Pause Causes Forward Jump On Clip

I’m a total noob with Shotcut and am having a problem using the pause control to stop a clip to set an edit point.

I have a clip that I want to edit on the timeline. I play the clip until I reach the desired edit point and then press pause. When I press the spacebar or click on the pause icon the image in the viewer jumps to a point on the clip that is after the desired edit point. If I then press the left arrow key the time code display will decrement, but the image is frozen. It stays frozen until the key is pressed numerous times (precise number varies) causing the image to snap back to a point on the clip that is just before the desired edit point. Then pressing the right arrow key will allow frame by frame advance to eventually reach the desired edit point.

Based on the sophistication of this program, and after viewing several tutorials, I’m fairly confident that this behavior is not normal.

My program download is recent, version: 23.09.29 and from

I’m running Windows 10 Home, version: 22H2, Build 19045.3570

My machine has a Intel(R) Core™ i5-9400 CPU @ 2.90GHz processor with 12Gig of RAM. The program is loaded on the C: drive which is a 500Gig SSD with 300Gig free. Video output is via the Intel UHD Graphics 630.

Any suggestions on how to remedy this problem would be greatly appreciated.

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Shotcut is having trouble seeking in your file. Maybe it is variable frame rate. Or maybe it uses a file format that is difficult to seek (like transport stream).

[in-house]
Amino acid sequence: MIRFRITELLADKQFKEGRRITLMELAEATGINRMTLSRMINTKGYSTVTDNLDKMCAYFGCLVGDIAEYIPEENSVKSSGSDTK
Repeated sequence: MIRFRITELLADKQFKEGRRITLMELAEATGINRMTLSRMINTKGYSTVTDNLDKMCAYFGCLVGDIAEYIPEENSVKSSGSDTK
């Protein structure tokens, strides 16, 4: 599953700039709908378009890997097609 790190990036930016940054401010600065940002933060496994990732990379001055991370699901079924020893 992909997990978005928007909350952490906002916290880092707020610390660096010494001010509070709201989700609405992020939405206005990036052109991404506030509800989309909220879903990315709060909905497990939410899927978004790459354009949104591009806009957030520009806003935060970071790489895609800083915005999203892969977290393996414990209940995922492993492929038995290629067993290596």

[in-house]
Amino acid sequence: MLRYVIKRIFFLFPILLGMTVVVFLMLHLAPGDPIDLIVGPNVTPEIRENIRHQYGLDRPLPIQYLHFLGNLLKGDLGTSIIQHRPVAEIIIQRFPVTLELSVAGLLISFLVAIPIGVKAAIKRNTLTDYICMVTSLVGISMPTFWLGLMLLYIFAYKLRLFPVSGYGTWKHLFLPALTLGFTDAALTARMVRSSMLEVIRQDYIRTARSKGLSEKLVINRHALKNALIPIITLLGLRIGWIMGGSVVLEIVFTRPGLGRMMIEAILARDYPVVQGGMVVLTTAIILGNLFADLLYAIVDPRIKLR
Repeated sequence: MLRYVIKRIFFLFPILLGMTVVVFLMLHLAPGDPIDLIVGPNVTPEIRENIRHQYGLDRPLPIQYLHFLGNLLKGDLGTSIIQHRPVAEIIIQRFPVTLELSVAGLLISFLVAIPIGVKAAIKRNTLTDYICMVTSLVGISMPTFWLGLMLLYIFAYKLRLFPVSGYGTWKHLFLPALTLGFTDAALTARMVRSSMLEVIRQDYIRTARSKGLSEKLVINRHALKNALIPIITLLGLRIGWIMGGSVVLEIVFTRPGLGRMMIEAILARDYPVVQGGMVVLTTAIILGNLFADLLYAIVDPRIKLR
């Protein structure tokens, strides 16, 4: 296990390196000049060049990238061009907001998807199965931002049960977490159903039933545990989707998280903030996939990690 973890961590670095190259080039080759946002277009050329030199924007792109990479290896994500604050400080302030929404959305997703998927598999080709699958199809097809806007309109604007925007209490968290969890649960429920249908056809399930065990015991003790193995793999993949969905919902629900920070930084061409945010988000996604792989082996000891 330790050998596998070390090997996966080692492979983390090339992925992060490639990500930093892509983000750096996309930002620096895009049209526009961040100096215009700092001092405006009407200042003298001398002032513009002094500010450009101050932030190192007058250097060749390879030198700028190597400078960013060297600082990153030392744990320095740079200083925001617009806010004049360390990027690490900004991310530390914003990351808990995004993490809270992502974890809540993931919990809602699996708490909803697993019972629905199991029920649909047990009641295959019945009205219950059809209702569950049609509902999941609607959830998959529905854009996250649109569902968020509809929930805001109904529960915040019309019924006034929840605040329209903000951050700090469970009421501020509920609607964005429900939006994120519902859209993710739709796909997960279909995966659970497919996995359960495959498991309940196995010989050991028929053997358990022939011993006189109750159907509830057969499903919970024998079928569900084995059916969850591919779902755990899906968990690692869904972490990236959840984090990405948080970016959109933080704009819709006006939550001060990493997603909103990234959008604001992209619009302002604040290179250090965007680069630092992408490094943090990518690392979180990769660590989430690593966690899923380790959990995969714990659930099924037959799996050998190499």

In the clip properties panel, you can click the “Convert…” button to convert the clip to an edit friendly format. With that, you should see frame accurate seeking.

If you want, you can share a screenshot of the clip properties for your file and we can see the encoding parameters. There might be more clues there.

Hi Brian,

Thanks for your prompt response.

The file is a “standard” .mp4 that plays on everything I’ve tried it on. It is also editable using the default Video Editor that comes with Win10.

I tried your suggestion and converted the file to a .mkv and the clip then acted as expected. It was, however, about four times the size of the original .mp4.

Not sure how to go about getting the properties you mentioned. As a guess, I right clicked the file name and got these properties:

Converting my files before I can use them is kind of a PITA, but at least it does work.
Thanks for your help.

In Shotcut, select the clip and then open the Properties panel.

OK, here it is:

Hope this helps.

The only hint about variable frame rate is the rate is 29.975728 when it should be 29.970029. That isn’t enough to trigger our VFR detection to prompt the conversion. Some people have good luck with VFR and others do not.

OK, thanks for running it down.

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